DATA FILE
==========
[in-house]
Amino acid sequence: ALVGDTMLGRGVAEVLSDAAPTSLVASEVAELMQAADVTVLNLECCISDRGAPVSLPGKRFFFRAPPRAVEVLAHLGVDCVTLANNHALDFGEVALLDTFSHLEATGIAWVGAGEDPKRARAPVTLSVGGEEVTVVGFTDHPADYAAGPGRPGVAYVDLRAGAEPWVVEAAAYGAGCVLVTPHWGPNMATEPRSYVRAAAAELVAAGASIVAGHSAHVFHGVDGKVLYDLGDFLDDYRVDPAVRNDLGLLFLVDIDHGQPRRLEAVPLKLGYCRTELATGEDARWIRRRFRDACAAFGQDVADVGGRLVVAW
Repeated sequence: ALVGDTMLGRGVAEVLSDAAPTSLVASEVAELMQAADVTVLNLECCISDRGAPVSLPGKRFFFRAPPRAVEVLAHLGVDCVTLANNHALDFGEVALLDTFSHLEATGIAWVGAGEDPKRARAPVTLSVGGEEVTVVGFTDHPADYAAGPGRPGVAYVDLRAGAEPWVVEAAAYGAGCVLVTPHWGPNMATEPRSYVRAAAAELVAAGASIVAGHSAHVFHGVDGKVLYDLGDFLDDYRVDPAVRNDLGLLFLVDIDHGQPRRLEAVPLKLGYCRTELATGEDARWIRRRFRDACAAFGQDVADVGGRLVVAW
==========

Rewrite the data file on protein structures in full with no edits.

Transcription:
[in-house]
Amino acid sequence: ALVGDTMLGRGVAEVLSDAAPTSLVASEVAELMQAADVTVLNLECCISDRGAPVSLPGKRFFFRAPPRAVEVLAHLGVDCVTLANNHALDFGEVALLDTFSHLEATGIAWVGAGEDPKRARAPVTLSVGGEEVTVVGFTDHPADYAAGPGRPGVAYVDLRAGAEPWVVEAAAYGAGCVLVTPHWGPNMATEPRSYVRAAAAELVAAGASIVAGHSAHVFHGVDGKVLYDLGDFLDDYRVDPAVRNDLGLLFLVDIDHGQPRRLEAVPLKLGYCRTELATGEDARWIRRRFRDACAAFGQDVADVGGRLVVAW
Repeated sequence: ALVGDTMLGRGVAEVLSDAAPTSLVASEVAELMQAADVTVLNLECCISDRGAPVSLPGKRFFFRAPPRAVEVLAHLGVDCVTLANNHALDFGEVALLDTFSHLEATGIAWVGAGEDPKRARAPVTLSVGGEEVTVVGFTDHPADYAAGPGRPGVAYVDLRAGAEPWVVEAAAYGAGCVLVTPHWGPNMATEPRSYVRAAAAELVAAGASIVAGHSAHVFHGVDGKVLYDLGDFLDDYRVDPAVRNDLGLLFLVDIDHGQPRRLEAVPLKLGYCRTELATGEDARWIRRRFRDACAAFGQDVADVGGRLVVAW